SOSR Third Party Pressure | Essential Employers Guide
Many companies operate by hiring employees that they send to their client’s sites instead of the traditional workplace of an office or on their own site. It’s important for companies to ensure they send the right calibre of workers to their clients to maintain that positive relationship and avoid their clients going elsewhere with their work. Companies will want to ensure the staff they are sending to their clients site represent them well in terms of work ethic, capabilities and attitude. This may also applicable where you recruit someone specifically to work on behalf of one of your client’s accounts. We review the issues surrounding SOSR Third Party Pressure and provide essential advice that employers need to be aware of.
What should and shouldn’t you do?
So what happens in a situation where your client tells you they are unhappy with the worker you’ve sent to them? Of course you could consider the disciplinary process but what happens if the client isn’t satisfied with a warning and wants you to remove them from their site? What happens when you have nowhere else to send the employee or the employee won’t change their attitude or the problems highlighted by your client? Sometimes the client’s request might even be unreasonable! However this still leaves you with a predicament…if my client doesn’t want them and refuses their entry on site, where does that leave you and their employment?
Remember, you’ll still need to follow a fair process if you’re going to have to let the employee go and tribunals are unlikely to accept a simple “the client doesn’t want you on site anymore so we’re going to have to let you go”.
SOSR Third Party Pressure | What not to Do
- Do not request that the client removes the employee from their site as an ‘easy way out’ for your own dissatisfaction with the employee for whatever reason. This can land you in hot water with the tribunal as they’ll see through any “set ups”. Check your managers aren’t in cahoots with the client too!
- Do not advise the client to request the removal of the employee if they bring any conduct or capability issues etc. to your attention. The request has to genuinely come from the client and not be seen to have been influenced by you.
- Do not agree or conclude with the client that the employee will not be returning to site. Following a genuine request from your client, you’ll need to go through some processes that aren’t predetermined. Tell them you’ll remove them for the time being, if that’s what they’ve asked, and you’ll revert back to them after making some enquiries.
- Don’t just take one person’s word for it – make sure the person asking for the employee’s removal has authority to do so!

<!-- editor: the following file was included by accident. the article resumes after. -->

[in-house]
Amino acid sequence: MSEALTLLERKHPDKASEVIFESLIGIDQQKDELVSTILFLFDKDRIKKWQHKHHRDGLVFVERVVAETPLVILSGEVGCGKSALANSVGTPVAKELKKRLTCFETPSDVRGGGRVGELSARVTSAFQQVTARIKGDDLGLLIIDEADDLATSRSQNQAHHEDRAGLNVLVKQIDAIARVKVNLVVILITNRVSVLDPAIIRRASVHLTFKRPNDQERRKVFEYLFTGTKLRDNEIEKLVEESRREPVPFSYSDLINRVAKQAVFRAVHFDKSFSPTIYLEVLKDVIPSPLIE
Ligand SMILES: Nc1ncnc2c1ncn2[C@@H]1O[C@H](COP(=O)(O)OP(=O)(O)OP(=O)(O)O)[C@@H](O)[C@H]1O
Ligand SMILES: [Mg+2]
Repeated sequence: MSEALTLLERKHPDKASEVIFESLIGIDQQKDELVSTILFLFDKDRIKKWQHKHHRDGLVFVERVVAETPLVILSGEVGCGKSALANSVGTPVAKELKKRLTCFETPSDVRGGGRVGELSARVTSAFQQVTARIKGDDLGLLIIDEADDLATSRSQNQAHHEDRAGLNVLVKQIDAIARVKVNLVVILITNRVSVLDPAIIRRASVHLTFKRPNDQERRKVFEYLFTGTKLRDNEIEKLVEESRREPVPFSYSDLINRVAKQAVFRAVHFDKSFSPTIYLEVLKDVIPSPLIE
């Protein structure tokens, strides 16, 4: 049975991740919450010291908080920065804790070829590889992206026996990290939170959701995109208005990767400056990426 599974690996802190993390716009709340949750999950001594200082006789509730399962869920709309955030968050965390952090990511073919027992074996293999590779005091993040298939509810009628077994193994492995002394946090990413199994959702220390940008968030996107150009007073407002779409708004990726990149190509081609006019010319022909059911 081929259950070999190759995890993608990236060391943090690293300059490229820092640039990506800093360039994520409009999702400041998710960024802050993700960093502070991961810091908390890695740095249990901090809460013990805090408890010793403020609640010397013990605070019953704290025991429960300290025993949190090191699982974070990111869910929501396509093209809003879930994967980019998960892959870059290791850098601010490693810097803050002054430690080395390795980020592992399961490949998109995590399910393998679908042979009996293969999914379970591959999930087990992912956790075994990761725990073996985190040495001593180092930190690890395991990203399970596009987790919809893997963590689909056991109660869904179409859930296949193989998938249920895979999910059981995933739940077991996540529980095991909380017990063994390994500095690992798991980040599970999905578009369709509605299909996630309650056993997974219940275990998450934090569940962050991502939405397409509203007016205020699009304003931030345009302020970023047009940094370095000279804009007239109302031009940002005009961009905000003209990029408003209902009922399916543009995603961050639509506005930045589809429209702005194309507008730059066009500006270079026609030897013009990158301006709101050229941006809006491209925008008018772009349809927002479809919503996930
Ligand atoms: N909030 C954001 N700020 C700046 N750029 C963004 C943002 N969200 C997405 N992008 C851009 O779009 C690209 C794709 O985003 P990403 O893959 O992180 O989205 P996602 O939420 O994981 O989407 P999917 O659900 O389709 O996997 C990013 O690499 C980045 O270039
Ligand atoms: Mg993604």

If you’re not careful, the above actions could have financial impacts for you and ruin the fair procedure you need to undertake. Make sure your management are aware of how to treat such requests and what not to do.
The Correct Process to Follow
- 1. Ask your client to put their request in writing from a person with authority to make the request, stating when they wish the removal to take place and outlining the specific reasons for the request. Some clients might refuse – contact the advice line for advice.
- 2. Remove the employee from the client’s site and commence investigations. The employee will be on paid leave at this point (unless you have alternative work for them).
- 3. You should ask the client if they will reconsider their decision; putting forward any mitigation the employee gives (such as an apology!).
- 4. If your client won’t reconsider then check if you have any alternative work or sites you can move the employee to.
- 5. Are there any performance or disciplinary issues you need to consider? Run this process alongside this current one.
- 6. If there are no other options it may be then that you need to dismiss the employee. You’ll have to pay them notice pay even though they can’t work it, unless you can show they’ve committed Gross Misconduct.
- Even if your client’s reasons seem unfair, this does not automatically mean that the dismissal is unfair. The focus is squarely on the question of whether or not it was reasonable for you as the employer to dismiss given the circumstances you were given.
- Where the client’s position seems to cause injustice, the tribunal must consider whether or not the employer did all that it could to avoid or mitigate that injustice. It may be necessary for the employer to “pull out all the stops”.
- If the employer has done everything that it reasonably can to avoid or mitigate the injustice brought about by the third party’s stance, most obviously by trying to get the third party to change its mind and, if that is impossible, by trying to find alternative work for the employee, but has failed, any eventual dismissal will be fair. The outcome may be unjust, but is not the result of any unreasonableness on the employer’s part.
During the process you need to be able to show that you have acted ‘reasonably’.
SOSR Third Party Pressure | Some take away points
Your client cancels the contract with you because of the employee
In this situation, it might be that TUPE applies! If your employee is “assigned” to that contract, no matter where the client takes their business, it may be possible that your employee is entitled to follow and be employed no longer by you, but by whoever they give the contract to! Check in with the advice line for more advice if this occurs.
Be wary if the reason for the removal relates to any forms of discrimination based on your employee’s protected characteristic as you may need to tread even more carefully.
Get in touch with our Employment Law team today if you need advice and support regarding SOSR Third Party Pressure and we can talk you through the process step by step.